Jiang,+2009+_PAI_ - How Do Recent Population Trends Matter...

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Unformatted text preview: How Do Recent Population Trends Matter to Climate Change ? Leiwen Jiang and Karen Hardee April 2009 PoPulation action international uses research and advocacy to improve access to family planning and reproductive health care across the world so women and families can prosper and live in balance with the earth. By ensuring couples are able to determine the size of their families, poverty and the depletion of natural resources are reduced, improving the lives of millions across the world. 3 How Do Recent Population Trends Matter to Climate Change ? 4 INTRODUCTION Although integrated assessment models (IAM) of the Intergovernmental Panel on Climate Change (IPCC) consider population, along with economic growth and technological change, as one of the root causes of greenhouse gas emissions, how population dynamics affect climate change is still under debate. While policy debates around climate change engender lively discussion on a number of factors, population is rarely mentioned. Studies in the past decade have added significantly to understanding the mechanisms and complexity of population and climate interactions. In addition to the growth of total population size, research shows that changes in population composition (i.e. age, urban-rural residence, and household structure) generate substantial effects on the climate system. Moreover, studies by the impact, vulnerability and adaptation (IAV) community also reveal that population dynamics are critical in the near term for building climate change resilience and within adaptation strategies. This paper explores how global population dynamics affect carbon emissions and climate systems, how recent demographic trends matter to worldwide efforts to adapt to climate change, and how population policies could make differences for climate change mitigation and adaptation. In the past two decades, increasing scientific evidence from the Intergovernmental Panel on Climate Change (IPPC), the worlds leading body on climate change that includes over 2500 scientists from 150 countries, indicates that global warming is occurring, mostly due to greenhouse gas emissions that are related to human activity. That global warming is unequivocal is nearly certain (98% confidence level) (Houghton, Callander and Varney 1992). Furthermore, most of the warming is very likely due to greenhouse gas emissionswith a confidence level of greater than 90% (Parry et al. 2007). The IPCC Fourth Assessment Report provides for the first time concrete observations of the effects of climate change on human society. The report, produced in 2007, indicates that global warming and its subsequent adverse impacts present a grave challenge for humanity....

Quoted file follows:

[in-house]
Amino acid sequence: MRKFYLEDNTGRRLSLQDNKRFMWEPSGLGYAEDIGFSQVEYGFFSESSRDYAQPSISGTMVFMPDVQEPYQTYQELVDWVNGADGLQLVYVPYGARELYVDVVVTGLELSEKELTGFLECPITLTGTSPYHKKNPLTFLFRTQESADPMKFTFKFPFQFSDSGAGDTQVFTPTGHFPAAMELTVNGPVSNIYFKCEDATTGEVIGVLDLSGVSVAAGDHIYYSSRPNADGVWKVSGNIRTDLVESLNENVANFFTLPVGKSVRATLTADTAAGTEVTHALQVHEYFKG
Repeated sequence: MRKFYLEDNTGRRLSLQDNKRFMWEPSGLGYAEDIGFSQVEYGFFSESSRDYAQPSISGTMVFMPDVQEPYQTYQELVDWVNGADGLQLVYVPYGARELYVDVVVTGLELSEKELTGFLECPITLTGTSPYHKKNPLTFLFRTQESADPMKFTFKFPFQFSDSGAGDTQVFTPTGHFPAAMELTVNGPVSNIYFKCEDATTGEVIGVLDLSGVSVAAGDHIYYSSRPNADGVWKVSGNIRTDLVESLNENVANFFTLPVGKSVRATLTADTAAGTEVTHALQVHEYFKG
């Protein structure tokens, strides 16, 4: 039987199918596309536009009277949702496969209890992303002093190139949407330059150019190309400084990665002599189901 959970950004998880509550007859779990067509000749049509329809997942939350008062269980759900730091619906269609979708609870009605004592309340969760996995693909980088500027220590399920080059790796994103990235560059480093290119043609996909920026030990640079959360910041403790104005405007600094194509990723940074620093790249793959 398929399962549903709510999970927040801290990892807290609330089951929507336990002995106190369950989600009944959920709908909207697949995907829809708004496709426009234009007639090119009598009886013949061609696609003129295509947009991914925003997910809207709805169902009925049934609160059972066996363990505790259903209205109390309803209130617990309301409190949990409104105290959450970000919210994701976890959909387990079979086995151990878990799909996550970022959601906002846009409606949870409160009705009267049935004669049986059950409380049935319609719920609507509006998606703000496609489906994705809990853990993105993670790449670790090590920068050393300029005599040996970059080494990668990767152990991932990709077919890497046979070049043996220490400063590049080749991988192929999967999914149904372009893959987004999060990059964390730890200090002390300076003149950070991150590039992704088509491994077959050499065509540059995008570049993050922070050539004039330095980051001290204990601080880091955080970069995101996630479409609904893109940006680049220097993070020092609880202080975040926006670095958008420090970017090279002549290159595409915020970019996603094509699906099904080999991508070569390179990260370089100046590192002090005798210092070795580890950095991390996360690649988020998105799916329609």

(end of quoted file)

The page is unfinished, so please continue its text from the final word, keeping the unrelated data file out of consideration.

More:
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This note was uploaded on 02/03/2011 for the course EEP 153 taught by Professor Marsh during the Spring '11 term at University of California, Berkeley.

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Jiang,+2009+_PAI_ - How Do Recent Population Trends Matter...

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